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In This Issue
Worth Repeating
“We are going through a dramatic change where it’s no longer about what your doctor knows, it’s about what a team of doctors, nurses and others are able to do together.”

— Atul Gawande, MD, in a CNN article on specialization in medicine
Other Imaging News
Laxative-Free Form
of CT Colonography

Researchers at Massachusetts General Hospital have developed a new form of CT colonography that does not require patients to undergo the laxative prep typical of the screening process. Whether it will eventually lead more patients to get screened for colon cancer, as CBS reports, only time will tell.

Proposal Aims to Cut
Kids' Radiation Exposure

The FDA has its eyes on vendors in a new proposal that aims to protect children against unnecessary radiation exposure. According to a USA Today article on the proposal, new X-ray and CT machines will need to have at least four children's settings (for newborns, 1-year-olds, 5-year-olds, and 12-year-olds) vs. the one younger-than-12 setting most machines have today.

Could Ultrasound Research Change Heart Disease Diagnosis?
Science Daily reports on research using ultrasound to measure multidirectional blood flow through the heart as a way to diagnose heart disease.
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Editor's E-Note
This month's SNM meeting showcased the latest developments in nuclear medicine and molecular imaging. One interesting research area focused on using PET myocardial perfusion imaging to potentially bring a more quantifiable evaluation to heart disease by measuring coronary flow reserve.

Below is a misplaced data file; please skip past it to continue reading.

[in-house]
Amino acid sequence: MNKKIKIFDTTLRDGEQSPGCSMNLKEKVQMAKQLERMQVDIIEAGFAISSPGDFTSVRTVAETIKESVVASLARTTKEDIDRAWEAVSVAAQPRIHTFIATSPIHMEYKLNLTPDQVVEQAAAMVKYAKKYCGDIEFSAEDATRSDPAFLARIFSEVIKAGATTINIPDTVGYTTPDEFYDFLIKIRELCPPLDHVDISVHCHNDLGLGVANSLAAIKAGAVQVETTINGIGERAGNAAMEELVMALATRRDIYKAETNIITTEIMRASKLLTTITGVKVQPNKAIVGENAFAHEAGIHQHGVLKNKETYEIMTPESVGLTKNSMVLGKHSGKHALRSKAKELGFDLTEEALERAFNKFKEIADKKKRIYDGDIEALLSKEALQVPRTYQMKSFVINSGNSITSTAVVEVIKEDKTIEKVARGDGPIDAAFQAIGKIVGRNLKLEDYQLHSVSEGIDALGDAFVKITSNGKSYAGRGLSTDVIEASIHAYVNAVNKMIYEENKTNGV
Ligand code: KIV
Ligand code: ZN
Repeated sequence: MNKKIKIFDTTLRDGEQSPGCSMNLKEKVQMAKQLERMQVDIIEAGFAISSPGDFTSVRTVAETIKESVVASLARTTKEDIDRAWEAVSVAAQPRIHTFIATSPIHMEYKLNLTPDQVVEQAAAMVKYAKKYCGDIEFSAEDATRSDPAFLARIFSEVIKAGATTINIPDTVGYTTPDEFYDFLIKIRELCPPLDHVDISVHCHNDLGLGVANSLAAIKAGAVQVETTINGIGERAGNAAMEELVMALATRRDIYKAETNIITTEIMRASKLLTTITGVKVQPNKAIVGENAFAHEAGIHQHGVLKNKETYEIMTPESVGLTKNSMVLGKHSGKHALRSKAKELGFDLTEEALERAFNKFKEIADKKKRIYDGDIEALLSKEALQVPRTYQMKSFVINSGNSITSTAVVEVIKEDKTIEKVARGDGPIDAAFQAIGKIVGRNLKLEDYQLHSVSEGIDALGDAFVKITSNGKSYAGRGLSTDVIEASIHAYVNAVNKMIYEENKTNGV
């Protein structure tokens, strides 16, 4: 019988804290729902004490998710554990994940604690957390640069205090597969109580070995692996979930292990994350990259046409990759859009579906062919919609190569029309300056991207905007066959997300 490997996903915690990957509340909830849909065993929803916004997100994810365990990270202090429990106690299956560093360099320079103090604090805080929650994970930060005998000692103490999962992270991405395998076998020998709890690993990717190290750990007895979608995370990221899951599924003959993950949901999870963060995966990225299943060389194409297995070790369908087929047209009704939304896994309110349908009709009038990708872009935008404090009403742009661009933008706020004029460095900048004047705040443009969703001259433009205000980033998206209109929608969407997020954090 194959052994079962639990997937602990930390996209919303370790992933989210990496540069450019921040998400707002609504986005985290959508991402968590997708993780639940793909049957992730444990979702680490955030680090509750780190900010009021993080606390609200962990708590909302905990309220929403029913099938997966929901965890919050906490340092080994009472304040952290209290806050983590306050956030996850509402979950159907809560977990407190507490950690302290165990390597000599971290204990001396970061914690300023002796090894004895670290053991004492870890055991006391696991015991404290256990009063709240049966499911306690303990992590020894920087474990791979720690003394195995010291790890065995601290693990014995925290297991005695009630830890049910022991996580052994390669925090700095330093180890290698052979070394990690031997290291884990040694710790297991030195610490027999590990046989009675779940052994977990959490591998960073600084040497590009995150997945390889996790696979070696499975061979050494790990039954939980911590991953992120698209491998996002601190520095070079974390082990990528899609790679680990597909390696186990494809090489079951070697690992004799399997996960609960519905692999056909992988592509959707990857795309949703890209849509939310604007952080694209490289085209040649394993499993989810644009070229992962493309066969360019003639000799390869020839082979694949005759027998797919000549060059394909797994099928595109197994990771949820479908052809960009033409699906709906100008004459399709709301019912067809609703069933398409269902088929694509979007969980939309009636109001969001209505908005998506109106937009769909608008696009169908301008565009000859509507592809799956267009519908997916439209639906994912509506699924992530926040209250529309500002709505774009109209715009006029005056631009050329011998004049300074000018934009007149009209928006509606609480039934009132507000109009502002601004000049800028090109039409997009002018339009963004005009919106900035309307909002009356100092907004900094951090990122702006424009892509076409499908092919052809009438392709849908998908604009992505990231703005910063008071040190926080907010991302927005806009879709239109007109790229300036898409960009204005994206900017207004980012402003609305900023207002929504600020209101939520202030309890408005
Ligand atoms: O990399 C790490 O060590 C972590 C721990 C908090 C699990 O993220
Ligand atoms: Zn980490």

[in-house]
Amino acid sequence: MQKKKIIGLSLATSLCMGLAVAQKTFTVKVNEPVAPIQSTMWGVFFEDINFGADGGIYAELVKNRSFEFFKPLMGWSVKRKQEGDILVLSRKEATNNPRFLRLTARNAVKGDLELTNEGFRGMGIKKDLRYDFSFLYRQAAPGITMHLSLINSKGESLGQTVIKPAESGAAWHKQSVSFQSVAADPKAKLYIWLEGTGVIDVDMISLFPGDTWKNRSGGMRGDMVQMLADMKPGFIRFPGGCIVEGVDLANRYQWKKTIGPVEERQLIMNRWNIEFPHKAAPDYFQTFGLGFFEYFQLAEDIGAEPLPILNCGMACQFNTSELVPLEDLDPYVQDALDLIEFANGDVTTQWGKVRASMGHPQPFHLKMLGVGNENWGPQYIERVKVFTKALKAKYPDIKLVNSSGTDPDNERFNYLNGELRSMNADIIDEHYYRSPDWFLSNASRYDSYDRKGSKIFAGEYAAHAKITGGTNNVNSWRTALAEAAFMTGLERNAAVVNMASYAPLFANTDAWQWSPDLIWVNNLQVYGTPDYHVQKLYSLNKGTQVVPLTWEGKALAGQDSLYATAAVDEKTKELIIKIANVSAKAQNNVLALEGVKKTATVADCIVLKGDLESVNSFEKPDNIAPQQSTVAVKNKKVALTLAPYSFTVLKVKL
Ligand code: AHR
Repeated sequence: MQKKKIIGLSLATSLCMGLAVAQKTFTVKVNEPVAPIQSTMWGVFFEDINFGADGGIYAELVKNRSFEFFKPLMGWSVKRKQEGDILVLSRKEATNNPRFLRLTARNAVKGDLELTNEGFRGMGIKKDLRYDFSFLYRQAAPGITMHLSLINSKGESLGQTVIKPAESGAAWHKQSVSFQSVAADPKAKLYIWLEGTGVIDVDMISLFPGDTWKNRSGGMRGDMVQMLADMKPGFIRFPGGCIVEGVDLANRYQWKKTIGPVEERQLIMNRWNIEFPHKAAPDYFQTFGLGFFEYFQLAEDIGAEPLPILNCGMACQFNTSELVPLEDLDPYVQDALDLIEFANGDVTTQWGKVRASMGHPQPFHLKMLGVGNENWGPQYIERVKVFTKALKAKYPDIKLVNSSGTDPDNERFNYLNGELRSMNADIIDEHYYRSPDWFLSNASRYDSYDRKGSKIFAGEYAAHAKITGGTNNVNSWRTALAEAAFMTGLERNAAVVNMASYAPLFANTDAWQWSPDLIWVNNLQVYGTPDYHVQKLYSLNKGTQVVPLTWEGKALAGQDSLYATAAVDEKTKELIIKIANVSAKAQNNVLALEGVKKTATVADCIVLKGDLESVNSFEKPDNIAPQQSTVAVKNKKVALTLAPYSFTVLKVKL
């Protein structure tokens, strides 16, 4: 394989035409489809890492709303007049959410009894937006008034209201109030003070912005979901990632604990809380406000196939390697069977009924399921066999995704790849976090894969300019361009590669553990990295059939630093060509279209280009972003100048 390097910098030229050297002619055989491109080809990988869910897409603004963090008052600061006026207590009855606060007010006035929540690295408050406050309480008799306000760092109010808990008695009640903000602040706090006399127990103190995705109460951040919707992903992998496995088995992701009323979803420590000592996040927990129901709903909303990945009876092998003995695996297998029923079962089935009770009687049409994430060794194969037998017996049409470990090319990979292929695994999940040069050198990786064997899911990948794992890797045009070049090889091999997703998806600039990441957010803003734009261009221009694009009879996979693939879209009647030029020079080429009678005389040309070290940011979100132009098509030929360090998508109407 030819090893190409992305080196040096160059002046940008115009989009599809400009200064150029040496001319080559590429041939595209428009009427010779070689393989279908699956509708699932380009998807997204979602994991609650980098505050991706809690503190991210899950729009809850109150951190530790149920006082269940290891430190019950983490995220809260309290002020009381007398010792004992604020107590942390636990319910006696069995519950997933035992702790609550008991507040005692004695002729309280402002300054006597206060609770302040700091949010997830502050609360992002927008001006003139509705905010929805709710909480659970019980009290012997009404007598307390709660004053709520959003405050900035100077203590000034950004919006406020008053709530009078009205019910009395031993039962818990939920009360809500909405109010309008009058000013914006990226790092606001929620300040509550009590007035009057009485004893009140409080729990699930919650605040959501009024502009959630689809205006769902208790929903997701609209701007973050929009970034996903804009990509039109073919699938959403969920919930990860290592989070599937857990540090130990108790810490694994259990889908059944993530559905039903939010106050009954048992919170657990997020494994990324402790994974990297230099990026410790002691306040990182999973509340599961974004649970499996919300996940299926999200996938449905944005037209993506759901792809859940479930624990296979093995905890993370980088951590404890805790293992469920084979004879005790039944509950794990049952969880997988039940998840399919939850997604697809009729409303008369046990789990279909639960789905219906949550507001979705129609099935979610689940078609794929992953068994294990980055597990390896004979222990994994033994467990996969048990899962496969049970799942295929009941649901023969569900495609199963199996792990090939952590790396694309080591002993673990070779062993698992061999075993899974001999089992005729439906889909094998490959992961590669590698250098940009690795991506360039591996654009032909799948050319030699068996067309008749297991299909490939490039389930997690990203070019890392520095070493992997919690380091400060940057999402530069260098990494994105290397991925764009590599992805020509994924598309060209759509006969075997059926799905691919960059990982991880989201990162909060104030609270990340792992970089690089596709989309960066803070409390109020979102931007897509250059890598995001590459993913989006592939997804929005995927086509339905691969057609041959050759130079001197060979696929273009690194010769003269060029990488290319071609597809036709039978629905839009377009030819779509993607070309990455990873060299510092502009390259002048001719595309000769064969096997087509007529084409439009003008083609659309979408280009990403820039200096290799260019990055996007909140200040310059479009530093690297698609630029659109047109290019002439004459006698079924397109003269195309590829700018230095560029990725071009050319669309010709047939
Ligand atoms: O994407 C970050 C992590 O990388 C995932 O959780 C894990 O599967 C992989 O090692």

Doctors qualitatively evaluate SPECT and angiography exams routinely; perhaps some quantitative assessment could help sharpen decision making. Two studies on that topic are the subject of this month's E-News Exclusive.

— Jim Knaub, editor
E-News Exclusive
PET Perfusion Takes New Approach
to Quantify Coronary Artery Disease

Using PET myocardial perfusion imaging to quantify coronary flow reserve (CFR) may provide better diagnosis of heart disease than traditional angiography, according to information presented this month at the SNM annual meeting in Miami.

“Although different studies revealed a prognostic value of CFR, this study is the first that systematically assessed the diagnostic value of CFR against invasive coronary angiography as a standard of reference for detection of coronary artery disease,” said Philipp Kaufmann, MD, a lead study author from the department of radiology and cardiac imaging at University Hospital Zurich in Switzerland.

The study, presented during a press conference at the annual meeting, was one of two that examined aspects of using PET and CFR to assess coronary artery disease. The second was led by researchers from Brigham and Women’s Hospital in Boston.

Full Story »
Currently in Radiology Today
Physician Recruitment CenterChoosing Wisely
The ACR has joined the American Board of Internal Medicine-led Choosing Wisely campaign to reduce unnecessary care, reduce patient dose, and help curb healthcare costs. Read more »

and Mammography

A new study finds overdiagnosis with increased screening, but there's no way to determine which tumors do not need to be treated. Read more »

ARRS Reporter's Notebook
A compilation of what's new and noteworthy from the American Roentgen Ray Society's annual meeting in May. Read more »

On the Case
Check out our original case study department, edited by radiologist Rahul V. Pawar, MD. Read more »

Also, you can check out the entire issue in the Radiology Today digital edition.
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